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THE NEW DEMOCRACY
by Jen Frankel

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THE NEW DEMOCRACY
Can you fill a moral vacuum?
by Jen Frankel


To hear former U.S. ambassador to the U.N. John Bolton tell it, you'd figure that the only response the Bush administration ever conceived to any situation was to lash out.

He's able in a heartbeat to rationalize the U.S. invasion of Iraq as a necessity to protect America's interests abroad -- and only barely stops short of stating outright that oil is the crux of that interest.

While to some extent it's refreshing to hear someone formerly high up in Bush's White House admit that naked self-interest without regard to sovereign rights drove policy during the last eight years, I'm struck more by the immaturity inherent in such a stance.

After all, shouldn't the inability to cohabit peacefully with neighbors be something we grow out of sometime around the age of majority?

The wisdom to pick your battles, to be cognizant of responsibilities as well as your perceived rights, and to have your sense of entitlement in proportion are the hallmarks of a mature individual.

I can't help referring to a Zen concept of the stages of rebirth. In the spiritual journey through our life, we move toward greater consciousness and greater humanity.

An early stage can be compared to the life of a camel, who is bent under its master's whip and moves without complaint along its proscribed path.

When the camel becomes curious about what else life has to offer beyond another's pleasure, it becomes a lion. The lion roars, and resists, sometimes just for the sake of obstinacy. He is stubborn and aggressive, testing his limits by testing the limits of others.

But when the lion has driven away those who he wants to engage, and destroyed more than he has created, he changes again and enters yet another stage. Here, a childlike delight in the wonder of the world returns, but informed by all the knowledge and experience gained along the way.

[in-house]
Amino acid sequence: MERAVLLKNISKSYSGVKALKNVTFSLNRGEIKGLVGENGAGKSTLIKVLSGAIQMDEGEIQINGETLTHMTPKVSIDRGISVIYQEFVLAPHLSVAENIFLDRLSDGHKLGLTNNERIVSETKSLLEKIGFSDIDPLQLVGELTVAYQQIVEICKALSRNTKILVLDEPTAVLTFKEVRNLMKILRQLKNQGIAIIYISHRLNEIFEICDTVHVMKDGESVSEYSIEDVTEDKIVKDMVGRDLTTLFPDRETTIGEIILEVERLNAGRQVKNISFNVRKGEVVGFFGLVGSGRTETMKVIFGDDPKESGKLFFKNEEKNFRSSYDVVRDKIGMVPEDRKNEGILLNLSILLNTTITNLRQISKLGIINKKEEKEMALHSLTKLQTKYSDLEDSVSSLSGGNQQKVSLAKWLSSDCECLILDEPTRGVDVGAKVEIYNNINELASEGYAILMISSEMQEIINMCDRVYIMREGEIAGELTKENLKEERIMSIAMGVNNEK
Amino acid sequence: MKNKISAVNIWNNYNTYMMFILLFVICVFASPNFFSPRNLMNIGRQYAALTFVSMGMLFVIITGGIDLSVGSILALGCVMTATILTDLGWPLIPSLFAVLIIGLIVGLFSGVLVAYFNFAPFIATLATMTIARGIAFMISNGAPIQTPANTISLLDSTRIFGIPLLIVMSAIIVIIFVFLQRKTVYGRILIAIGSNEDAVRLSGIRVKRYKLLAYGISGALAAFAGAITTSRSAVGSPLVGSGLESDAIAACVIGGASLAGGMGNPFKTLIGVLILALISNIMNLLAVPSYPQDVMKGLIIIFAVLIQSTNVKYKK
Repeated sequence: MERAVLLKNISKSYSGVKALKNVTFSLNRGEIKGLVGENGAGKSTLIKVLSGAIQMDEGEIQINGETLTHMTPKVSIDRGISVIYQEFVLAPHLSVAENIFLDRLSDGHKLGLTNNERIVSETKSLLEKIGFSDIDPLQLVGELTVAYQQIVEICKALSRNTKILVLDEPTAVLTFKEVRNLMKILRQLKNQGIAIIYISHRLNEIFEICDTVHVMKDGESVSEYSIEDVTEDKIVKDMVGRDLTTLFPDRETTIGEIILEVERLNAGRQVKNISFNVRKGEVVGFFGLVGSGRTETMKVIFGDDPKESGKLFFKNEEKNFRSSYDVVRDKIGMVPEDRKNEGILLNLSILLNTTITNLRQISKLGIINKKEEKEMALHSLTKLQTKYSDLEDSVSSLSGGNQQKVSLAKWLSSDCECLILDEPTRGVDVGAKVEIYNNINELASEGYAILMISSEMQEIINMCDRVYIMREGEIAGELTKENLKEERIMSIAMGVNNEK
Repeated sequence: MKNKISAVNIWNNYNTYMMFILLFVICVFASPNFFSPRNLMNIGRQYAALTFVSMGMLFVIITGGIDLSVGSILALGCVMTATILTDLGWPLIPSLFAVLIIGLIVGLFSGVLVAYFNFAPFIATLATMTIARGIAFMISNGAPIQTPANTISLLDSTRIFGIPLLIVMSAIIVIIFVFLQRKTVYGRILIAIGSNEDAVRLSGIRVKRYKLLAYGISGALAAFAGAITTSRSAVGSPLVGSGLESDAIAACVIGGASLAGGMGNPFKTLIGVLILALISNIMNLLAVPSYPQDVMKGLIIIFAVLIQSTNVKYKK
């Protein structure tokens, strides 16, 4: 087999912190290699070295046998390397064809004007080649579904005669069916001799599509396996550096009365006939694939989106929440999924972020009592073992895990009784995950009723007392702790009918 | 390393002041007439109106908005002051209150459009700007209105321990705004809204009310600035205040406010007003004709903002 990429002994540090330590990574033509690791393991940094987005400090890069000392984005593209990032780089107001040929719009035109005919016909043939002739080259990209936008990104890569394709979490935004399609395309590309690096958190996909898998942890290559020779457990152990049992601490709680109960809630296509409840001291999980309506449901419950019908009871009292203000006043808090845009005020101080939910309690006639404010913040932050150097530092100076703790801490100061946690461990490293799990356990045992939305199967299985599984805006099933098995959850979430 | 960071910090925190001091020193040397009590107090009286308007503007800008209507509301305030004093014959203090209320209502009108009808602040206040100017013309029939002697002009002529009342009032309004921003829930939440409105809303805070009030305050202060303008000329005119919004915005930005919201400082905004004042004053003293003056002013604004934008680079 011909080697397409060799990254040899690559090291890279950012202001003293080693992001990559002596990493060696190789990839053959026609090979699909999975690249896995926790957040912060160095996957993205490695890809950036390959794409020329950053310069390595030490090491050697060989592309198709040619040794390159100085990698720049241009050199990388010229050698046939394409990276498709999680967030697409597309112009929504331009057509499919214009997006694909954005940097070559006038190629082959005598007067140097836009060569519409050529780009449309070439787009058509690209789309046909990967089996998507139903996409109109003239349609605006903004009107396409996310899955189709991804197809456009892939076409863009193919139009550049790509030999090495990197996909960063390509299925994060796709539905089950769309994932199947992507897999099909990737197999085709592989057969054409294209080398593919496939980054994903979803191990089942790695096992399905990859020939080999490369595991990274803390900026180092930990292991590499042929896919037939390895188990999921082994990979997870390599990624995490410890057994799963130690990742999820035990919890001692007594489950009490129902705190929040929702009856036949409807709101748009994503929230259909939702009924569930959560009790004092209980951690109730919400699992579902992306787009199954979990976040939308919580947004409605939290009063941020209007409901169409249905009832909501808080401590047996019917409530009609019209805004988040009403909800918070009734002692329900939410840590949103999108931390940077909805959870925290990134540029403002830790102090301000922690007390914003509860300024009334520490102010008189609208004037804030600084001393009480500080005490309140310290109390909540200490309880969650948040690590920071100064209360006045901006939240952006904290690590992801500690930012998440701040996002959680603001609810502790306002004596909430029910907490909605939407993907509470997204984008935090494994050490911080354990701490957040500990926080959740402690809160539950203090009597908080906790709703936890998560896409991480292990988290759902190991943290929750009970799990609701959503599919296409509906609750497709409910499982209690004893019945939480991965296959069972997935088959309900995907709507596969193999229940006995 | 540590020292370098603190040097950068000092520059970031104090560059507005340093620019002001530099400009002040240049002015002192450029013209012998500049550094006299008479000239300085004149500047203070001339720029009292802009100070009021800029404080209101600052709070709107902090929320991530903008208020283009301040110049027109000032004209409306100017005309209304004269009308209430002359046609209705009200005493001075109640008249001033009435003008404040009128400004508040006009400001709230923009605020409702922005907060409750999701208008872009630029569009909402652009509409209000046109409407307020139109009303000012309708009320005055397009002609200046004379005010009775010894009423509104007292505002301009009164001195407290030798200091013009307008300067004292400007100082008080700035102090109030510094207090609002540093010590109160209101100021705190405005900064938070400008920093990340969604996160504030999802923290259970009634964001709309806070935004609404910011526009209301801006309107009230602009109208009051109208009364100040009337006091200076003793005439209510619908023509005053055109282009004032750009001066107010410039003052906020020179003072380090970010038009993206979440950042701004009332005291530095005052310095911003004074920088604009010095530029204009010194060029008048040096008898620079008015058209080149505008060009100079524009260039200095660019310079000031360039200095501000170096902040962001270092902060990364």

When someone is unafraid, both of himself and others, he can truly begin to change the world. The camel can't, because it exists in the context of following the orders of another, and the lion can't because he thinks only of himself.

The world view espoused by Bolton and others of his ilk is the philosophy of the lion. It's a paradigm that seems on its surface to allow for constant growth and the acquisition of power and positive gain.

But we've seen, all too clearly, the natural outcome of the lion's path. After only eight years, the American economy is in chaos -- poverty and deprivation, crime and fear, these are the wages of rampant self-interest.

That's not even to mention the ruined infrastructures of Iraq and her neighbors, the deaths of thousands of innocents, the loss of hopes and dreams as society falls to pieces in a constant landscape of war and uncertainty.

The pursuit of America's interests in the Middle East has not been a sign of a mature and measured belief in doing good, but merely the out-of-proportion reaction of an adolescent country lashing out in anger.

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When someone pokes you with a stick, you walk away if you're weaker, and you take the stick away if you're stronger. You don't grab your own stick and poke back.

Let's hope America can grow up before she enflames more anger, more sorrow, and more lion-like behavior from her chosen and so-called enemies. Bolton claims that his administration opted for diplomacy 99 44/100% of the time... maybe we have a different definition of tact as well.

In the meantime, I'm pretty sure Bolton is more concerned about the sales of his new book than he ever was about the welfare of the average American.

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